Breast Cancer Home > Male Breast Cancer

Although rare, male breast cancer does occur -- usually in men between the ages of 60 and 70. Risk factors for this type of cancer include exposure to radiation, having a disease related to high levels of estrogen in the body (such as cirrhosis), and a family history of breast cancer in female relatives. Unfortunately, most cases of breast cancer in men are diagnosed at a later stage than most cases of breast cancer in women.

What Is Male Breast Cancer?

Male breast cancer is a disease in which malignant (cancer) cells form in the tissues of the breast.
 
Men at any age may develop breast cancer, but it is usually found in men between 60 and 70 years of age.
 
Male breast cancer makes up less than 1 percent of all cases of breast cancer. There were an estimated 1,690 new cases and 460 deaths from male breast cancer in the United States in 2005.
 

What Are the Risk Factors?

Risk factors for male breast cancer include the following:
 
  • Exposure to radiation
  • Having a disease related to high levels of estrogen in the body, such as cirrhosis (liver disease) or Klinefelter syndrome (a genetic disorder)
  • Having several female relatives who have had breast cancer, especially relatives who have an alteration of the BRCA2 gene.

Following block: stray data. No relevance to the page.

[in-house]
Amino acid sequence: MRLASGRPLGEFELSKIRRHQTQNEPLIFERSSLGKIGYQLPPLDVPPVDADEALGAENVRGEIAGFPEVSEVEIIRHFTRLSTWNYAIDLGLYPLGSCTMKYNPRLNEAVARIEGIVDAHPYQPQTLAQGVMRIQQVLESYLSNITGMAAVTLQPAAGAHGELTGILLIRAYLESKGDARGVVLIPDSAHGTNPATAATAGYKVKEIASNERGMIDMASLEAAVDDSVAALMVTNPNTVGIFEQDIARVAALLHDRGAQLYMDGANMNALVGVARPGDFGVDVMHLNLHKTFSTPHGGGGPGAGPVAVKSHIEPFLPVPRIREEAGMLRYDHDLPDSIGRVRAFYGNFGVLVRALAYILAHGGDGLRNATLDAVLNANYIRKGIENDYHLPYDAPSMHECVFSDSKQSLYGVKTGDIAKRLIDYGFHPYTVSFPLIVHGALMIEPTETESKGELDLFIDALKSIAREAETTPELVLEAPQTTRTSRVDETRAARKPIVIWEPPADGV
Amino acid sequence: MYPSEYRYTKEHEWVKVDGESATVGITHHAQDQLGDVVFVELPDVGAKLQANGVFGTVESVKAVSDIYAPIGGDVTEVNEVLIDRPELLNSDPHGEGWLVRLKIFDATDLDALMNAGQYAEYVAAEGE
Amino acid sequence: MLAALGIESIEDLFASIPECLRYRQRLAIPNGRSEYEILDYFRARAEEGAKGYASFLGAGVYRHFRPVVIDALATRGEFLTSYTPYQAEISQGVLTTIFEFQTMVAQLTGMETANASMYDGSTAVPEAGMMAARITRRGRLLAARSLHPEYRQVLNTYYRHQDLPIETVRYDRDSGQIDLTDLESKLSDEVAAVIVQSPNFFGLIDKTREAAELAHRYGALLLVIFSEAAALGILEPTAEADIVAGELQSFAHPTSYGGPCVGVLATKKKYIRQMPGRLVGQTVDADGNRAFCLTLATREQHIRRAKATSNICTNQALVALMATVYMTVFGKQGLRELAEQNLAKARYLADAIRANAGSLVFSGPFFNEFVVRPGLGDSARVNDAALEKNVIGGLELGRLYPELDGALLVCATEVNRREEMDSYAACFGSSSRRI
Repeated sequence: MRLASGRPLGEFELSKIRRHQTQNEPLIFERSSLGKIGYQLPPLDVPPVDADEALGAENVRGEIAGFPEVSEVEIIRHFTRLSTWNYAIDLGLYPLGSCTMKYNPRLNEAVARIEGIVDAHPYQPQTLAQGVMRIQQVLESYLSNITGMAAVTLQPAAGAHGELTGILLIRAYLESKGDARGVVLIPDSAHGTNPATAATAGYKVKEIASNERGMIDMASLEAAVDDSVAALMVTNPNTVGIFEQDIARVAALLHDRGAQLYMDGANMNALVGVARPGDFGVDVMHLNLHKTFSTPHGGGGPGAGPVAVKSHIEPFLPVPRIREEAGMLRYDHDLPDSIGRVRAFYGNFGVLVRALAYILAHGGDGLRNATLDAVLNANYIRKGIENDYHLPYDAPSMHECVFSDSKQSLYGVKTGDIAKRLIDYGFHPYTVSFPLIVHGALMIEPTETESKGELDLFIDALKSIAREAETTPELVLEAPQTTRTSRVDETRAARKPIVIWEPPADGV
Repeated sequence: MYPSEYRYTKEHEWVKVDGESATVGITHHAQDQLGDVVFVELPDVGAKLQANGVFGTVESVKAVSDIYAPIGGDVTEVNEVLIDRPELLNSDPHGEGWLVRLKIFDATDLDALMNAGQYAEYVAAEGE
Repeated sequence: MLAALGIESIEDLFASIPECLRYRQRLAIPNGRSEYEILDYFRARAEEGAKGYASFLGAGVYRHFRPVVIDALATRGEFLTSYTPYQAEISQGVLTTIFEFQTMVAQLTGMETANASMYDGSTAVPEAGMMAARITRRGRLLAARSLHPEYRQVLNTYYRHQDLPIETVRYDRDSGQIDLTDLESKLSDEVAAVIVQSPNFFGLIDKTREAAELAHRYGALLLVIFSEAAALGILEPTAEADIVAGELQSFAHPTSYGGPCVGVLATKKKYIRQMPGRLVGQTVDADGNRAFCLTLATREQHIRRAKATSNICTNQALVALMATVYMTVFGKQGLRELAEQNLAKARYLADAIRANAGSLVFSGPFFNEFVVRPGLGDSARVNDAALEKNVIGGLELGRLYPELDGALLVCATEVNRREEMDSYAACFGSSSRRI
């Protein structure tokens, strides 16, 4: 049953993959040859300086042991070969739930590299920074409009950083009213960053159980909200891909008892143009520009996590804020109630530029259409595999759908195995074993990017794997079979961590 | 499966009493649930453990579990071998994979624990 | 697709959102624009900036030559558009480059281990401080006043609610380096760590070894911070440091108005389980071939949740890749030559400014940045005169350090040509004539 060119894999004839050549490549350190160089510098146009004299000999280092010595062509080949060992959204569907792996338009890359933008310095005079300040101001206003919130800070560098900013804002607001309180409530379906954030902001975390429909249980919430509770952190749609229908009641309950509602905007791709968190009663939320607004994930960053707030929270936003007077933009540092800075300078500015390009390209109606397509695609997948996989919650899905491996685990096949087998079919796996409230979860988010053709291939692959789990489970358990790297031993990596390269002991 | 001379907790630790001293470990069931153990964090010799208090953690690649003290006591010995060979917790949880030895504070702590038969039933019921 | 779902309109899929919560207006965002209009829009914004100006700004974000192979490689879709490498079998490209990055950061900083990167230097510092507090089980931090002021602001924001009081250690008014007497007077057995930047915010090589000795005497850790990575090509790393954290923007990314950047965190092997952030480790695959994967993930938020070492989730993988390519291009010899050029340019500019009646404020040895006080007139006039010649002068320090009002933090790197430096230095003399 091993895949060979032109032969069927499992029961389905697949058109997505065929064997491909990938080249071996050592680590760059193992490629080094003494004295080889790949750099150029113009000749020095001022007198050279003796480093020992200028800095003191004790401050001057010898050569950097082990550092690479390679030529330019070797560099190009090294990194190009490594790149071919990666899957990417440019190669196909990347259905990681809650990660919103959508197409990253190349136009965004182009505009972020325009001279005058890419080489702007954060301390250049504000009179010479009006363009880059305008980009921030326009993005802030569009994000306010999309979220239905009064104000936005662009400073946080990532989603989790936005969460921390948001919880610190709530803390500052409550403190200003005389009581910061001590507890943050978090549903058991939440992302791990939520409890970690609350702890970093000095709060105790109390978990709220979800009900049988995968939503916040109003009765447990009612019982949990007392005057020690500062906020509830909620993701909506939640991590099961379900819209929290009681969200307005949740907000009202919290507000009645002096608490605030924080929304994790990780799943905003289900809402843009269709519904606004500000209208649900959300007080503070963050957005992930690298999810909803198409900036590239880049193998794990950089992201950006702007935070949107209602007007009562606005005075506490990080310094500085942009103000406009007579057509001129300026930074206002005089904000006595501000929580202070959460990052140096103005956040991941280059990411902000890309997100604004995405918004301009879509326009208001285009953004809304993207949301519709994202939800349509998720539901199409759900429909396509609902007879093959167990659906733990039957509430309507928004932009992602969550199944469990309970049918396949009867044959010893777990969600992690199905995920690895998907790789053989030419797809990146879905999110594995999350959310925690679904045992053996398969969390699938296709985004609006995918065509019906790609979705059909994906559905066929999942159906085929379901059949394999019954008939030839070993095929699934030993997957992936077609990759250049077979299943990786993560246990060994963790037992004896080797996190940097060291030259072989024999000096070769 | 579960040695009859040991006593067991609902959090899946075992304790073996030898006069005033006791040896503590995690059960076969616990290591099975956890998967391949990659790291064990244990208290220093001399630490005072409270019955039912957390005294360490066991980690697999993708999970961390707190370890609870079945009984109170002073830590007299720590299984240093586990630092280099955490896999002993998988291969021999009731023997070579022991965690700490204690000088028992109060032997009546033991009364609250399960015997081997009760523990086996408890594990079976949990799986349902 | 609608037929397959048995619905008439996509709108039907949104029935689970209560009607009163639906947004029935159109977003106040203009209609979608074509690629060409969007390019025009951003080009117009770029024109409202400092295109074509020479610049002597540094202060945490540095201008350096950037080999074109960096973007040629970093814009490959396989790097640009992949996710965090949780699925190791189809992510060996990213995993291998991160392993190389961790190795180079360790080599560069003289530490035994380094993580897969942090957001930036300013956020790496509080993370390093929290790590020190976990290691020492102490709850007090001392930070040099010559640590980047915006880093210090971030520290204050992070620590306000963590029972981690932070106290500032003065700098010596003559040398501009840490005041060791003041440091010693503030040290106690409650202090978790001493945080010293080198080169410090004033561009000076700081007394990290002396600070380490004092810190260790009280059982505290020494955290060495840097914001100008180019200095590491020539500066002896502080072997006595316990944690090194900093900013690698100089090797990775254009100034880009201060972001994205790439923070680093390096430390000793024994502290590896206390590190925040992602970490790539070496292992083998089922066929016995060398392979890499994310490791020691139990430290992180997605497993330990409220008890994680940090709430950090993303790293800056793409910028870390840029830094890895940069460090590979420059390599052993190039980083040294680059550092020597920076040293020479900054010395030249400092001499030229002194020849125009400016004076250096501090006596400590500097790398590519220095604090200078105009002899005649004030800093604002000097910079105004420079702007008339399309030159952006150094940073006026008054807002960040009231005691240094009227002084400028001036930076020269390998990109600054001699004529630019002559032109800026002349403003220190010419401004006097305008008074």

Causes of Male Breast Cancer

Male breast cancer is sometimes caused by inherited gene mutations. Most often, however, the cause of male breast cancer is not known.
 

Making a Diagnosis

A doctor should be seen if changes in the breasts are noticed. Typically, men with breast cancer have lumps that can be felt.
 
A biopsy can be done to check for male breast cancer. The following are different types of biopsies:
 
  • Needle biopsy: The removal of part of a lump, suspicious tissue, or fluid using a thin needle. This procedure is also called a fine-needle aspiration biopsy.
  • Core biopsy: The removal of part of a lump or suspicious tissue using a wider needle.
  • Excisional biopsy: The removal of an entire lump or suspicious tissue.
     
After the tissue or fluid has been removed, a pathologist (someone who studies diseases) views it under a microscope to check for cancer cells.
 
Written by/reviewed by:
Last reviewed by: Arthur Schoenstadt, MD
Last updated/reviewed:
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